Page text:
Measurement of noise exposure
This Standard describes methods for determining the occupational noise exposure level of workers
(Lex,T) using sampling techniques. Lex,T represents the long-term noise exposure of workers and is
calculated from measurements of Leq,t (3 dB exchange rate) in the workplace.
1) The methods in this Standard are based on established definitions, units, instrumentation, and industry
practice. Noise exposure has been expressed as % dose in the past. However, the Lex,T should be used, as it is
more convenient and less likely to be misunderstood. Refer to Clauses C.1, C.2, and C.4 to convert Lex,T to dose
and vice versa.
2) The methods in this Standard normally form part of any occupational hearing conservation program. Users of
this Standard should be proficient in noise measurement.
This Standard complements other CSA Group and ISO hearing loss prevention standards (see Figure 2),
a) CSA Z1007 for guidance to the person(s) responsible for implementing and managing a hearing loss
prevention program (HLPP);
b) CSA Z94.2 for hearing protection;
c) CSA Z107.6 for audiometric testing for use in hearing loss prevention programs;
d) CSA Z107.58 for noise emission declarations for machinery;
e) CAN/CSA-ISO 5349-1 and CAN/CSA-ISO 5349-2 for hand-transmitted vibration; and
f) ISO 2631 for whole-body vibration.
This Standard provides methods for measuring the occupational noise exposure from all types of noise,
e.g., continuous noise, tonal noise, and impulsive noise. All types of noise (including impulsive noise) are
included in a single equivalent sound level for an individual or group.
Note: Although this Standard was written to measure noise exposure in the workplace, it can equally be used to
measure non-occupational noise exposures, including those from music players, radios, or other sound
This Standard can be used to determine the noise exposure level of individuals (Lex,T) or extended to
groups (LGroup) with similar noise exposures. It can also be used to measure the average noise (Leq,t) from
a given job or activity (e.g., operating a particular machine).
The following subjects are not addressed in this Standard:
a) high energy impulse noise (e.g., such as the noise from nearby gunfire or explosives);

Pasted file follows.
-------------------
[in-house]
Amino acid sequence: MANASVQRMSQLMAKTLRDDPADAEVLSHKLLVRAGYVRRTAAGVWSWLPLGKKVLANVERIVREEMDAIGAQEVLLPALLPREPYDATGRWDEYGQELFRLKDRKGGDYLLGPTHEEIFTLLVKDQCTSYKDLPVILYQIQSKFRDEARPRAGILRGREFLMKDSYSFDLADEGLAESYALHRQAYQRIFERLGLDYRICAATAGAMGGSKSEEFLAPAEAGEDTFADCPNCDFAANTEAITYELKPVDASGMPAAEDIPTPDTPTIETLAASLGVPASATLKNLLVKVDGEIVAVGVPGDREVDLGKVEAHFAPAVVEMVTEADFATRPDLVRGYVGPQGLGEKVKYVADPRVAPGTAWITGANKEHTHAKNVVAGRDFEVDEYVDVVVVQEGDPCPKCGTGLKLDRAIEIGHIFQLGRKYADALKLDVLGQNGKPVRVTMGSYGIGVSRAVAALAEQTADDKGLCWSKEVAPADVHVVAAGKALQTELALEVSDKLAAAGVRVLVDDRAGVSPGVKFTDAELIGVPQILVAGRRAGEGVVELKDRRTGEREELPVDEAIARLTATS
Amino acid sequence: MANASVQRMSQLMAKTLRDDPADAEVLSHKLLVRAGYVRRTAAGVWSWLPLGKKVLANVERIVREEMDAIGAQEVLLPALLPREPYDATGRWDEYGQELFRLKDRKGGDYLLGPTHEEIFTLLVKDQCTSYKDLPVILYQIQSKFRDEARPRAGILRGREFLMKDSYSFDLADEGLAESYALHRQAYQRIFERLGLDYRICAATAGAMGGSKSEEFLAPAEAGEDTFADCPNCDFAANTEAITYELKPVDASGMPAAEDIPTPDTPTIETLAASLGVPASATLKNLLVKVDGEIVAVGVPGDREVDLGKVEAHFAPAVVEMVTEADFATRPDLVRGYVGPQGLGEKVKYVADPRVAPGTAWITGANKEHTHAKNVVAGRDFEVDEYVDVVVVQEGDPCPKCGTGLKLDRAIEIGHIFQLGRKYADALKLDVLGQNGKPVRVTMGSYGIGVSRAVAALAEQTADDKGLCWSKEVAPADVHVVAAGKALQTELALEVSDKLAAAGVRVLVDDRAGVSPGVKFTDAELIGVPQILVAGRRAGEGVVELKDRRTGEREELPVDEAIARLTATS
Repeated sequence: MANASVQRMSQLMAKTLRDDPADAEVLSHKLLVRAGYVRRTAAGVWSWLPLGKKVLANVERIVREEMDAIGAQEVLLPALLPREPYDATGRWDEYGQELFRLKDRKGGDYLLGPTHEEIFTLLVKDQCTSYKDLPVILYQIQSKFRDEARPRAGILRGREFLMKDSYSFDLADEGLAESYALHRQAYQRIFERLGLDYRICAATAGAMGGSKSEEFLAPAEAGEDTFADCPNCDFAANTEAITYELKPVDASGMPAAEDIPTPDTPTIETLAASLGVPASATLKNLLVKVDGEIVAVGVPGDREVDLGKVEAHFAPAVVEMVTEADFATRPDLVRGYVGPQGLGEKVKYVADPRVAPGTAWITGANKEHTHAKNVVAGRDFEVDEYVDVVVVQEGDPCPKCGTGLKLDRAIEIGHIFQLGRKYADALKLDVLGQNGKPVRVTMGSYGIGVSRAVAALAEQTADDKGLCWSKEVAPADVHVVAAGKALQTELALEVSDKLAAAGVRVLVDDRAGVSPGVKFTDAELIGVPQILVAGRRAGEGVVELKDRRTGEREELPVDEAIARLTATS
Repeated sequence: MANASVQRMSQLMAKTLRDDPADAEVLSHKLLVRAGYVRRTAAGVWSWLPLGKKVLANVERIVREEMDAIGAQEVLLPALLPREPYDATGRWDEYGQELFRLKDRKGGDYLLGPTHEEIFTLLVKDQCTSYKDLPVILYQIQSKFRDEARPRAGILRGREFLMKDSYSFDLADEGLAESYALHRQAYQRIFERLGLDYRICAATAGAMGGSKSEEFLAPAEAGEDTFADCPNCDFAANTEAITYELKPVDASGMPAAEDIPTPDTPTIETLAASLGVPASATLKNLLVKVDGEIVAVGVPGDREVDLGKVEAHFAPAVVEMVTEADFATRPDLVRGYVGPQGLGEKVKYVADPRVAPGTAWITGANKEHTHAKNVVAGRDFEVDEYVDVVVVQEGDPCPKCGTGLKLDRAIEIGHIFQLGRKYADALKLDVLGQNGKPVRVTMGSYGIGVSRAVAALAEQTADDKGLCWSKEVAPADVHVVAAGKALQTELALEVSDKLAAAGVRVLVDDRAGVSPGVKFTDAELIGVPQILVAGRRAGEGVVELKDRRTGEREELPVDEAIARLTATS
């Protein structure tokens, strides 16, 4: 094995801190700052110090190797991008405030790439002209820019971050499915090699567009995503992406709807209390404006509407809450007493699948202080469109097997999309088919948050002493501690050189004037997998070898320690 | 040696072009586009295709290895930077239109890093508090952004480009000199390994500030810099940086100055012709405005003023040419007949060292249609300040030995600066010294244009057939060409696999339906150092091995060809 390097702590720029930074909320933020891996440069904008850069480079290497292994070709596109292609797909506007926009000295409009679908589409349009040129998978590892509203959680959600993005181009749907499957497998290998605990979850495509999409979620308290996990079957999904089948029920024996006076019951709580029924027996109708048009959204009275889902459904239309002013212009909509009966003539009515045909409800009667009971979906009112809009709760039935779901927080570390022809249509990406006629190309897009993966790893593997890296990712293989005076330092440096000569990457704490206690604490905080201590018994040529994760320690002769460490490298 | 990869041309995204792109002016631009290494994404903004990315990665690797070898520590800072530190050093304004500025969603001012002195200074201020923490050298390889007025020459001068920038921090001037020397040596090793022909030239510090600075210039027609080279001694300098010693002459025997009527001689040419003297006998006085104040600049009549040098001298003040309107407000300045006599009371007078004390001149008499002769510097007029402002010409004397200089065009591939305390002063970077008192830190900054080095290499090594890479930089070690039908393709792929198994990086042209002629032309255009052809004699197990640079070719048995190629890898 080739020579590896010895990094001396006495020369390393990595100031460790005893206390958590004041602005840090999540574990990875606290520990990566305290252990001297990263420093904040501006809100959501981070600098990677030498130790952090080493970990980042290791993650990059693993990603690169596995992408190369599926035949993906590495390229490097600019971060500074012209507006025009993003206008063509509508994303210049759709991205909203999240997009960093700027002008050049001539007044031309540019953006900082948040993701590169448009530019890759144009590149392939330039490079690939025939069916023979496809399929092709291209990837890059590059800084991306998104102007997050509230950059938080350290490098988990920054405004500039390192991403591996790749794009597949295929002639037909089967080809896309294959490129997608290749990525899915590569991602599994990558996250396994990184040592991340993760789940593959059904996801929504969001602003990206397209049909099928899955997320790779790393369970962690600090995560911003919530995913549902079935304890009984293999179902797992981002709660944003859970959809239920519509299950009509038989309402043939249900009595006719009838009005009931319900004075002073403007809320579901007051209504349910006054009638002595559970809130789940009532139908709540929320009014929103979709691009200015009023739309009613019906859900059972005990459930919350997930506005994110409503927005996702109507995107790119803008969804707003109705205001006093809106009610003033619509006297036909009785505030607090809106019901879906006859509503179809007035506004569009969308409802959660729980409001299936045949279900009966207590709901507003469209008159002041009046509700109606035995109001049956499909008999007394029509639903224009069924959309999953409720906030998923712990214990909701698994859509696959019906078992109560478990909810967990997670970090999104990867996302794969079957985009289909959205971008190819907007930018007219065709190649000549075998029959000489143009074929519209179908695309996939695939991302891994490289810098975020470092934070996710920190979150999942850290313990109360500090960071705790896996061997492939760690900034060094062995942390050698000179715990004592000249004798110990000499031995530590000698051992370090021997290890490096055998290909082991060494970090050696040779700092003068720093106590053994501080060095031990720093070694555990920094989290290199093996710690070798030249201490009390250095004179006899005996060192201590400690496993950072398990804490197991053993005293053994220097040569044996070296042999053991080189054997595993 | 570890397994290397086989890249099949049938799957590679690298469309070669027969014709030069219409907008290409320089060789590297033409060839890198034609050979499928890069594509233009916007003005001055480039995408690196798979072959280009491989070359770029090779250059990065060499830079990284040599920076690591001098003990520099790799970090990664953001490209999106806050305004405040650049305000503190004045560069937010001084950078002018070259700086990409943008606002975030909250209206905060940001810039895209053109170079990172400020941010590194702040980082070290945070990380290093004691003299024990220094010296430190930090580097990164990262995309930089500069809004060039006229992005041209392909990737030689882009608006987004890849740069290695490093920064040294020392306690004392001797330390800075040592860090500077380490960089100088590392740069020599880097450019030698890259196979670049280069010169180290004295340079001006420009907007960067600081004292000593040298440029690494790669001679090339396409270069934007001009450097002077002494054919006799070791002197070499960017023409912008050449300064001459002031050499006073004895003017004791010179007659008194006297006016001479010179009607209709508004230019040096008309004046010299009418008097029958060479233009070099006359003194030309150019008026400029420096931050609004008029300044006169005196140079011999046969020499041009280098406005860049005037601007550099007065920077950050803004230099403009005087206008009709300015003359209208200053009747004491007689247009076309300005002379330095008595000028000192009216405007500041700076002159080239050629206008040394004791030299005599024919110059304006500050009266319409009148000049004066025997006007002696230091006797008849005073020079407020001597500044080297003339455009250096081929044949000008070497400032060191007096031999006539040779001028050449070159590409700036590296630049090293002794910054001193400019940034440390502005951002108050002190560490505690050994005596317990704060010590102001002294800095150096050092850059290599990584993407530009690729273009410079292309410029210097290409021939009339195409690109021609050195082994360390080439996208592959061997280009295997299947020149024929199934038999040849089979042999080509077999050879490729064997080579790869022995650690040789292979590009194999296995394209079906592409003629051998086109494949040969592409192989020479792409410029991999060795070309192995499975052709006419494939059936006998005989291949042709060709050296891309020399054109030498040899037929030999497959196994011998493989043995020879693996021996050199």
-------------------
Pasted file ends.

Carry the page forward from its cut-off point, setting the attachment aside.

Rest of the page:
Note: For the purposes of this Standard, high energy impulse noise is any impulse which overloads the
instrumentation, typically 137 dBZ for Class 1 and 130 dBZ for Class 2 sound level meters. To measure such
sounds, an attenuator can be placed between the microphone and pre-amplifier, the pre-amplifier can be set
to be less sensitive (usually by about 10 dB), or a less sensitive microphone can be chosen. However, these
measures are beyond the scope of this Standard. Refer to ANSI/ASA 12.7 and Dancer and Franke (1995).
b) underwater noise measurement, which requires different instrumentation from what is used in air;
Note: More information about underwater noise measurements, but not exposure criteria, can be found in
Robinson et al. (2014).
c) noise level surveys.
Note: Such surveys can be a precursor to noise exposure measurements, but in most cases noise exposure
measurements as described here are more useful and can be commenced directly without a survey. Guidance
on conducting sound level surveys is provided in Annex D.
This Standard provides methods to determine the noise exposure level of workers with a given precision. In certain cases, the user is only interested in determining that a worker’s exposure is above or below the criterion level. Therefore, the methods in this Standard can be less rigorously applied when the noise exposure level is either far above or far below the criterion level.
In this Standard, “shall” is used to express a requirement, i.e., a provision that the user is obliged to satisfy in order to comply with the Standard; “should” is used to express a recommendation or that which is advised but not required; and “may” is used to express an option or that which is permissible within the limits of the Standard.
Notes accompanying clauses do not include requirements or alternative requirements; the purpose of a note accompanying a clause is to separate from the text explanatory or informative material.
Notes to tables and figures are considered part of the table or figure and may be written as requirements.
Annexes are designated normative (mandatory) or informative (non-mandatory) to define their application.